Dickinson is Recognized Nationally
At Dickinson, we monitor and report our performance in sustainability education and research, operations, planning, administration & engagement, and innovation using the Sustainability Tracking, Assessment and Ratings System (STARS) of the Association of Advancement of Sustainability in Higher Education (AASHE). Our performance earned us a Gold Rating from AASHE, making us one of a small number of institutions to receive this distinction.
In 2013 & 2010, Sierra Magazine ranked us as the 2nd 'Coolest School' in the country for our sustainability efforts. In addition, Dickinson made the 2014 and 2011 Princeton Review Green Honor Roll, one of only 22 schools in the nation to receive a 99 Green Rating, the highest score. Dickinson previously earned top marks (straight As) from the Sustainable Endowments Institute on their College Sustainability Report Card, and has received numerous local awards.
We received a Climate Leadership Award from Second Nature in 2010, the first year of this national award. The award recognized Dickinson for our innovative and aggressive climate action plan and climate change education program. Three of our buildings have earned LEED (Leadership in Energy and Environmental Design) Gold certifications from the US Green Building Council, one of which was the first LEED Gold student residence building in Pennsylvania.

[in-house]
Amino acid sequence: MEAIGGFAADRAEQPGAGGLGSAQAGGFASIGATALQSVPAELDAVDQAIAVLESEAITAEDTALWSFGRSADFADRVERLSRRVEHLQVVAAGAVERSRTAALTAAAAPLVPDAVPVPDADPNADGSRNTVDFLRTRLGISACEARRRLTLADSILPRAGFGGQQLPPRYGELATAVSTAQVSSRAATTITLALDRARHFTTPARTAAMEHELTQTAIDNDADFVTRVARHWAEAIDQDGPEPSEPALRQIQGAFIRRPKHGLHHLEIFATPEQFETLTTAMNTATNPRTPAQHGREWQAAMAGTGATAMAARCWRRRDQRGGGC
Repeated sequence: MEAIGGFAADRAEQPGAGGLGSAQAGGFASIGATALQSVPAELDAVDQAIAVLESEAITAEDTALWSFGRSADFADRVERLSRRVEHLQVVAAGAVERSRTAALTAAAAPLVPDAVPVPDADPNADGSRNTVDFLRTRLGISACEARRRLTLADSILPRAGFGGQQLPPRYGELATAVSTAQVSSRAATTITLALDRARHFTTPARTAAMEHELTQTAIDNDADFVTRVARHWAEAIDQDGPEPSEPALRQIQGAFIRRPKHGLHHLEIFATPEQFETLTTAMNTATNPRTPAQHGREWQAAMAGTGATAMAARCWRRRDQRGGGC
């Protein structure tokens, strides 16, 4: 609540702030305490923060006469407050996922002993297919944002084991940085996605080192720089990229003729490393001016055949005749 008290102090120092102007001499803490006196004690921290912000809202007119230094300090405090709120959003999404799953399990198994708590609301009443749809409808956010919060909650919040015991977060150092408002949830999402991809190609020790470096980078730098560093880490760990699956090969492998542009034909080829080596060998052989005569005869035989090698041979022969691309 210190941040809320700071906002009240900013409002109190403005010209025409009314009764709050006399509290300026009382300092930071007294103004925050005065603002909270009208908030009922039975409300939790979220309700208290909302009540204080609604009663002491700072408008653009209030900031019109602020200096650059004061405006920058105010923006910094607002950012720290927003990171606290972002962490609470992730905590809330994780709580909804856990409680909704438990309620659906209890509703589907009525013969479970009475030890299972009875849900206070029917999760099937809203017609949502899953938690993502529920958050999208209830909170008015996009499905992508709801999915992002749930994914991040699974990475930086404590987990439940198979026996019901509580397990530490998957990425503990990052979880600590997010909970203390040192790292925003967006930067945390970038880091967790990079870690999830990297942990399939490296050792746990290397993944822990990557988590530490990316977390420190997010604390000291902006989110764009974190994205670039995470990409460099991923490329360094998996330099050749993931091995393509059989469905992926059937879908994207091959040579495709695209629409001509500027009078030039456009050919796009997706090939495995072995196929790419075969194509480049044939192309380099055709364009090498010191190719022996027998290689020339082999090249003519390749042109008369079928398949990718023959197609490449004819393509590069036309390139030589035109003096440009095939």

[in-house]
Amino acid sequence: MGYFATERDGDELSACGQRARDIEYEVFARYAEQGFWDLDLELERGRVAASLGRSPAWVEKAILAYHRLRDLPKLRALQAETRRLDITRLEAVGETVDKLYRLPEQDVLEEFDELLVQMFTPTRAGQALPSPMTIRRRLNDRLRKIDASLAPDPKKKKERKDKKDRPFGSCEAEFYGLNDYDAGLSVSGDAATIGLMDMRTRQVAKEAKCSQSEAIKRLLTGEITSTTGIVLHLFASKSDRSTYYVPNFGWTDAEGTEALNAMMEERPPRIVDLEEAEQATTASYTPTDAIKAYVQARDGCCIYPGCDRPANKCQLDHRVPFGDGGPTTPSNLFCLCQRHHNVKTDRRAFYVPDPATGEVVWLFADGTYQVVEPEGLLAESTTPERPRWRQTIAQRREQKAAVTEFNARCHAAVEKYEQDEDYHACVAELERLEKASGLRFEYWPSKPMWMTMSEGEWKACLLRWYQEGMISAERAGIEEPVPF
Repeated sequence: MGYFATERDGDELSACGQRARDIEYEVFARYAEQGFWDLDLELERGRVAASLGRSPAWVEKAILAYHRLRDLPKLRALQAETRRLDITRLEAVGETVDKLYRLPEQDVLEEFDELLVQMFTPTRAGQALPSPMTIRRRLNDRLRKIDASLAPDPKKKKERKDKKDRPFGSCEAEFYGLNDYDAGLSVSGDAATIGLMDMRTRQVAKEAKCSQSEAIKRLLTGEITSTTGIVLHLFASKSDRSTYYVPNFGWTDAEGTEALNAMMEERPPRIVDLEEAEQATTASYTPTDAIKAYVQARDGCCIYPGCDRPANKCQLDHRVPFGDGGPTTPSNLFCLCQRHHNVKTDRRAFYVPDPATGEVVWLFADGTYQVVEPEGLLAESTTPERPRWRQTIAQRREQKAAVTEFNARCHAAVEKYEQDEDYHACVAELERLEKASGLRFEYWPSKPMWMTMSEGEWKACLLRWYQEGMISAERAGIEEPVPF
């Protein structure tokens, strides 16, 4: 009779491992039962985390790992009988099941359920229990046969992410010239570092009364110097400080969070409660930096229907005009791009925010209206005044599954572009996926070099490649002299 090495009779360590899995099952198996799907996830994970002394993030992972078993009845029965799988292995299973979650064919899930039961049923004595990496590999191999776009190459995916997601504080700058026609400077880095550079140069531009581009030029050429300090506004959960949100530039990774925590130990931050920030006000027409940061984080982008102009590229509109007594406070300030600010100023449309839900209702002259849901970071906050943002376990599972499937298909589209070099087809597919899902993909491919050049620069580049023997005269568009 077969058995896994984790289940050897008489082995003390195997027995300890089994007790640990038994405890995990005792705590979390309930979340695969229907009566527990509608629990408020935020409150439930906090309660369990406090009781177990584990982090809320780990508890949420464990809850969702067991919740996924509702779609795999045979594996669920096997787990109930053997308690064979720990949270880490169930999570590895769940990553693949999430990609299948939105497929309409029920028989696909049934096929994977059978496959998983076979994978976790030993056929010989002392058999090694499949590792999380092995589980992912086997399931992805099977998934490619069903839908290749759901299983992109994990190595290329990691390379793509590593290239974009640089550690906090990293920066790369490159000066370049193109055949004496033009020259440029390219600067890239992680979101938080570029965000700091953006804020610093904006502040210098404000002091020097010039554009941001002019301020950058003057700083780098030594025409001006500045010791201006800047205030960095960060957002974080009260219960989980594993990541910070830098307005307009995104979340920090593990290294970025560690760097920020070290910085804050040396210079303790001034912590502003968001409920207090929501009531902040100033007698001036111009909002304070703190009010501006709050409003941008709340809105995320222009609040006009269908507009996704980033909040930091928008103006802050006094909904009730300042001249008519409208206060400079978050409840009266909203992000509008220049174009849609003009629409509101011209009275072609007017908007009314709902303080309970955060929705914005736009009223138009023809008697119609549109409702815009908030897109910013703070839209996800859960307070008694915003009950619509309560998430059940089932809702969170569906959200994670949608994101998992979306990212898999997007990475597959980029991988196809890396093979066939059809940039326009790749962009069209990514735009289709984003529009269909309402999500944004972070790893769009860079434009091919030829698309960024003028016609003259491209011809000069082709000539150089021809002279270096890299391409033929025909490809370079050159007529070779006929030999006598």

Dickinson has received major grants for sustainability programs
in recent years, recognizing the quality of Dickinson's sustainability efforts
while also providing resources to expand and improve our programs.
A $1.4 million grant from the Andrew W. Mellon Foundation helped establish the Center for Sustainability Education, add a faculty position in Environmental Studies, expand resources for teaching and use of Geographic Information Systems (GIS), and provide resources for sustainability curriculum development and student-faculty research. A $500,000 Global Climate Change Education grant from NASA is supporting innovative cross-disciplinary educational program development. A $460,000 grant from the Henry Luce Foundation supported development of the Watershed-Based Integrated Field Semester, a 4-course Mosaic program that combines aquatic ecology, watershed management and community-based fieldwork in the Chesapeake Bay and lower Mississippi River Basin.